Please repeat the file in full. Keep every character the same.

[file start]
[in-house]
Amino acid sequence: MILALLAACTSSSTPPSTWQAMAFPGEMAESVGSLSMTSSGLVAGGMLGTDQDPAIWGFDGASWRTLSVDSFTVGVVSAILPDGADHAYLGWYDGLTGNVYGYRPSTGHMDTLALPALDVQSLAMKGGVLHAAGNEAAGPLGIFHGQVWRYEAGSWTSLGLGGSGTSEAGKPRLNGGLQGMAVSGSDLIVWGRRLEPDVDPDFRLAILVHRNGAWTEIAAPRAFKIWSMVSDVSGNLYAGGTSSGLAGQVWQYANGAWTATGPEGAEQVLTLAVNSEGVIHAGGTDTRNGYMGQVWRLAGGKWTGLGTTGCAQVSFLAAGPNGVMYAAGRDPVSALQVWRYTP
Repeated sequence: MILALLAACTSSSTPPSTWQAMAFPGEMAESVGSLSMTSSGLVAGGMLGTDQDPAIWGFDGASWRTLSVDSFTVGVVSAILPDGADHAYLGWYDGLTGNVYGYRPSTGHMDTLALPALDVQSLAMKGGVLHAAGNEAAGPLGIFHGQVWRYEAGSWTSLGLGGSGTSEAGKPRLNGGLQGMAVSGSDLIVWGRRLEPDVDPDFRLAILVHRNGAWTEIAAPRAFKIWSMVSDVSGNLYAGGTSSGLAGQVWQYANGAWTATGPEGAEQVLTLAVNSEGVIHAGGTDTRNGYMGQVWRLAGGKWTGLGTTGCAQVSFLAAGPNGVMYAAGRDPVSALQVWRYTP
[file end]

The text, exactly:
[in-house]
Amino acid sequence: MILALLAACTSSSTPPSTWQAMAFPGEMAESVGSLSMTSSGLVAGGMLGTDQDPAIWGFDGASWRTLSVDSFTVGVVSAILPDGADHAYLGWYDGLTGNVYGYRPSTGHMDTLALPALDVQSLAMKGGVLHAAGNEAAGPLGIFHGQVWRYEAGSWTSLGLGGSGTSEAGKPRLNGGLQGMAVSGSDLIVWGRRLEPDVDPDFRLAILVHRNGAWTEIAAPRAFKIWSMVSDVSGNLYAGGTSSGLAGQVWQYANGAWTATGPEGAEQVLTLAVNSEGVIHAGGTDTRNGYMGQVWRLAGGKWTGLGTTGCAQVSFLAAGPNGVMYAAGRDPVSALQVWRYTP
Repeated sequence: MILALLAACTSSSTPPSTWQAMAFPGEMAESVGSLSMTSSGLVAGGMLGTDQDPAIWGFDGASWRTLSVDSFTVGVVSAILPDGADHAYLGWYDGLTGNVYGYRPSTGHMDTLALPALDVQSLAMKGGVLHAAGNEAAGPLGIFHGQVWRYEAGSWTSLGLGGSGTSEAGKPRLNGGLQGMAVSGSDLIVWGRRLEPDVDPDFRLAILVHRNGAWTEIAAPRAFKIWSMVSDVSGNLYAGGTSSGLAGQVWQYANGAWTATGPEGAEQVLTLAVNSEGVIHAGGTDTRNGYMGQVWRLAGGKWTGLGTTGCAQVSFLAAGPNGVMYAAGRDPVSALQVWRYTP